AWS and Microsoft Announce Gluon


In a recent announcement, Microsoft and Amazon announced Gluon, a new open source deep learning interface that enables developers to create efficient machine learning models and enabling them to do so in a way that is quicker and easier than previously possible.



The Gluon interface provides developers with an API that enables access to a collection of pre-built neural network components that are optimized for efficiency right out of the box. This interface can be especially helpful to developers that are new to machine learning. It enables them to define and manipulate various models in a manner that is similar to traditional object-oriented code. For those developers who are more experienced with machine learning, the interface can also be quite useful. It enables them to create new prototypes. It is also useful for utilizing dynamic neural network graphs without having to put great amounts of effort into learning how to use new tools.

When it comes to working with neural networks and deep learning, Gluon can prove quite useful. The interface includes several innovative features:

  • An Easy to Use API — Because Gluon enables developers to build and work with neural networks using code that is clear and easy to learn, it can make it easier to get started than in the past. Previously, developers would have to manually weight and score nodes.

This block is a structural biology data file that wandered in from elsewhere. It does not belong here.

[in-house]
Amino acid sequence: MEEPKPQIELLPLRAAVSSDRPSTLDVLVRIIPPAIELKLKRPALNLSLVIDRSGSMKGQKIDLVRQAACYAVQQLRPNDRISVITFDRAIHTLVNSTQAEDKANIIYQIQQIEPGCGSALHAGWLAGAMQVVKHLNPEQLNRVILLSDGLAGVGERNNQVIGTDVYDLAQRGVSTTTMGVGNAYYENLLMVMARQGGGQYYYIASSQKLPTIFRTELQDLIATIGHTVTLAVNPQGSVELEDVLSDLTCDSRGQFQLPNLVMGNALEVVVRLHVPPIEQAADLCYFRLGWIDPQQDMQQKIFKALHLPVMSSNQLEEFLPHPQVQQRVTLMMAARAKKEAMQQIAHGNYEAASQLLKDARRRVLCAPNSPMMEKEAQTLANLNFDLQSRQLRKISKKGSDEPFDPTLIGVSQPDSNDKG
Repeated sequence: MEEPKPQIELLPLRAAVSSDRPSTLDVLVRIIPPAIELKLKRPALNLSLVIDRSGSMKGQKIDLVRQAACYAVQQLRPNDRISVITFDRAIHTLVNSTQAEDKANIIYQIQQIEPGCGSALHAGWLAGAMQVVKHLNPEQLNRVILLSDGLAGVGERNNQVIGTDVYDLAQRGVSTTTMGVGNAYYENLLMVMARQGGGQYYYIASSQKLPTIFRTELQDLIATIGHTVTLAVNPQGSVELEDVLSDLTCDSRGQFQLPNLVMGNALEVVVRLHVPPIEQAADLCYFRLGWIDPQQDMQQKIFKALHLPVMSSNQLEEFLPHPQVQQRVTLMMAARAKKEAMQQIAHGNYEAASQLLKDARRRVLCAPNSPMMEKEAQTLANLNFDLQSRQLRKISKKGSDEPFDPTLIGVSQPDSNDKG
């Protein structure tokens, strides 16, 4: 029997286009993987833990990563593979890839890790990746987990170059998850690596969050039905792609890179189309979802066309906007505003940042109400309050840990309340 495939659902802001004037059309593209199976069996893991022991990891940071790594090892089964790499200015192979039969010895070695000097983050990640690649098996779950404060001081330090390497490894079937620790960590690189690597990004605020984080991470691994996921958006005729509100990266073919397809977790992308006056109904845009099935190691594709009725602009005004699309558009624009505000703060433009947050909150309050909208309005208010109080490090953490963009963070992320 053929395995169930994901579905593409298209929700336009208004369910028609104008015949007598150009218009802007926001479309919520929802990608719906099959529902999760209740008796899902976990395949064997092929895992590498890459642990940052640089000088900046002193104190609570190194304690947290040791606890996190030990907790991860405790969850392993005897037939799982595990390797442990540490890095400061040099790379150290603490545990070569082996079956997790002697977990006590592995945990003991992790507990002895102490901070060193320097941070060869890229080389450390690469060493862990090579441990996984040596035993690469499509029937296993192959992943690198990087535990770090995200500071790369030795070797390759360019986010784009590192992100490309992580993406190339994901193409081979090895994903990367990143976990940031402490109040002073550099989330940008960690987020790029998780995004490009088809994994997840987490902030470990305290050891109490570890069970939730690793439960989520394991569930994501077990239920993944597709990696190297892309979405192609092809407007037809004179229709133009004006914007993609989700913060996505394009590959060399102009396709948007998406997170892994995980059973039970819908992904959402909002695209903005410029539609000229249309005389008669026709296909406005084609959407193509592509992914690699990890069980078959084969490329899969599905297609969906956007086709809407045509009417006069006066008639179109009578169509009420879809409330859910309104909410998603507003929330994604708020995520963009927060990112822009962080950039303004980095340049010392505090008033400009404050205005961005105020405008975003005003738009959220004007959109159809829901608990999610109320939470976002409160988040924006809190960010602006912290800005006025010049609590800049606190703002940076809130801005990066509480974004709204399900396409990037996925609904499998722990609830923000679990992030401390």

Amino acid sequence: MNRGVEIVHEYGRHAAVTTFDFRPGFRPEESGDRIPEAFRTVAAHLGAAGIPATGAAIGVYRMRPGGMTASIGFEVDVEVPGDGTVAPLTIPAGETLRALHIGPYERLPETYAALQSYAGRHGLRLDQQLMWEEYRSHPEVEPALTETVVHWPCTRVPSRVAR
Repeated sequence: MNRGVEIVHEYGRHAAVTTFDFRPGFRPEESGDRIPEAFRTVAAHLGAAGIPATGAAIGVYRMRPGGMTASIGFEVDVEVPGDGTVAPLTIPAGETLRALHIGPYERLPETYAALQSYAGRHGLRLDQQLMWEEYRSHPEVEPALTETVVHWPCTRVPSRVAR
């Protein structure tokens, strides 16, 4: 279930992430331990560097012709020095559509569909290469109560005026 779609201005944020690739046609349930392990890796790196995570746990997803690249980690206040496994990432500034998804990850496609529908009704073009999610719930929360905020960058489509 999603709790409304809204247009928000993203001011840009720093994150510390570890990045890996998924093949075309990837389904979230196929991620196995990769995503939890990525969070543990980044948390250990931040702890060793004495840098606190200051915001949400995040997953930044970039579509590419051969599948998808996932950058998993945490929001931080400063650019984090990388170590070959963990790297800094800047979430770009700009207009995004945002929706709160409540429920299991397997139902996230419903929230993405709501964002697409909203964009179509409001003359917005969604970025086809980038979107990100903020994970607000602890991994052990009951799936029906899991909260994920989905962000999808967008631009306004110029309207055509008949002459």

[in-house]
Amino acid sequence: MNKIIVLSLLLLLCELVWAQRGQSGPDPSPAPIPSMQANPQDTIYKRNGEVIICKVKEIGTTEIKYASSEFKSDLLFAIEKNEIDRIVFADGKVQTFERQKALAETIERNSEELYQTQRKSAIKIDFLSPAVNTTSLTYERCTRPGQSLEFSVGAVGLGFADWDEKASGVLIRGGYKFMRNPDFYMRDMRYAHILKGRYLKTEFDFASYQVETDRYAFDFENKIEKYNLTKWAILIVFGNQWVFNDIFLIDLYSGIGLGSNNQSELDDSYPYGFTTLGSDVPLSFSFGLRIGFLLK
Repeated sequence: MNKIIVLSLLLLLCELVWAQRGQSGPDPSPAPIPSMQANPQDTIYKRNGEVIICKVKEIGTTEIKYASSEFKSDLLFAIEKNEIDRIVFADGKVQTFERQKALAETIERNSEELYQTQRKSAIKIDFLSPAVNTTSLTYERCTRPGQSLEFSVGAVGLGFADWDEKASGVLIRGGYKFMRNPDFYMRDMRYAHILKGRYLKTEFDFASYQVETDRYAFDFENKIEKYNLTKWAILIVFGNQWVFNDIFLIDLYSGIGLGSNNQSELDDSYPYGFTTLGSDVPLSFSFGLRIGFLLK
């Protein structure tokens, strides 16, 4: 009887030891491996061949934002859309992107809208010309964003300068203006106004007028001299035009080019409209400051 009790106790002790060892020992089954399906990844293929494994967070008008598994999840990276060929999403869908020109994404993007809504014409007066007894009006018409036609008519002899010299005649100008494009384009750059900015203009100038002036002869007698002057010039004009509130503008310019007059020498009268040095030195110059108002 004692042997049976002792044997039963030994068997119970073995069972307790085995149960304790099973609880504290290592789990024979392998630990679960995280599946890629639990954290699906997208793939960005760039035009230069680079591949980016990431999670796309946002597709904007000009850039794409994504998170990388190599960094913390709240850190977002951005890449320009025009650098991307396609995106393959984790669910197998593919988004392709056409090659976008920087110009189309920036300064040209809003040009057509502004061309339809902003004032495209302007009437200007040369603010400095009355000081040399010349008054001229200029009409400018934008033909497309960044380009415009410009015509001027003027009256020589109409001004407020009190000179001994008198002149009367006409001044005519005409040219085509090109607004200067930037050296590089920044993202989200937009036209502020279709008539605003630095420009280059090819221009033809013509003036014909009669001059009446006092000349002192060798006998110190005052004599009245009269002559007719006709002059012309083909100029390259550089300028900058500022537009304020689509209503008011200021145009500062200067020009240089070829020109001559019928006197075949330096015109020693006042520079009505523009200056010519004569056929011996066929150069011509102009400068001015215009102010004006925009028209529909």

• Dynamic Networks — Unlike more traditional neural networks, Gluon enables networks to scale dynamically, which makes them easier to manage. Developers can also choose to switch back and forth between traditional symbolic representations of neural networks and algorithms and the easier-to-use dynamic definitions.
  • Algorithm Defined Networks — With algorithm defined networks, algorithms can be used to automatically modify the network, making it easy to create algorithms and models that were previously more difficult to do. Researchers can now define and use even more complicated algorithms and networks than before, taking advantage of the fact that they can use standard loops and conditional statements when working with them.
  • High-Performance Operators for Network Training — In many cases, training a neural network can require a significant amount of processing capability, especially if developers are working with a concise API and are using dynamic network graphs. However, Gluon makes it easy to have both a concise API and dynamic graphs without having to sacrifice network training speed.

For those looking to give Gluon a try, it is currently available in Apache MXNet on AWS, with additional support for the Microsoft Cognitive Toolkit coming in a future release. There are 50 examples available in the AWS Deep Learning Amazon Machine Image (AMI) for those who would like to learn more about Amazon and Microsoft’s Gluon service.


While neural networks can be quite useful when it comes to deep learning and other machine learning tasks, they have traditionally been quite resource-intensive. This can take a great deal of time to configure, train, and optimize. On top of that, finding and resolving bugs within a neural network can be a painstaking process, especially with larger networks. However, services like Gluon can make this process easier for those who are just starting out with neural networks and even for those who have a great deal of experience working with them.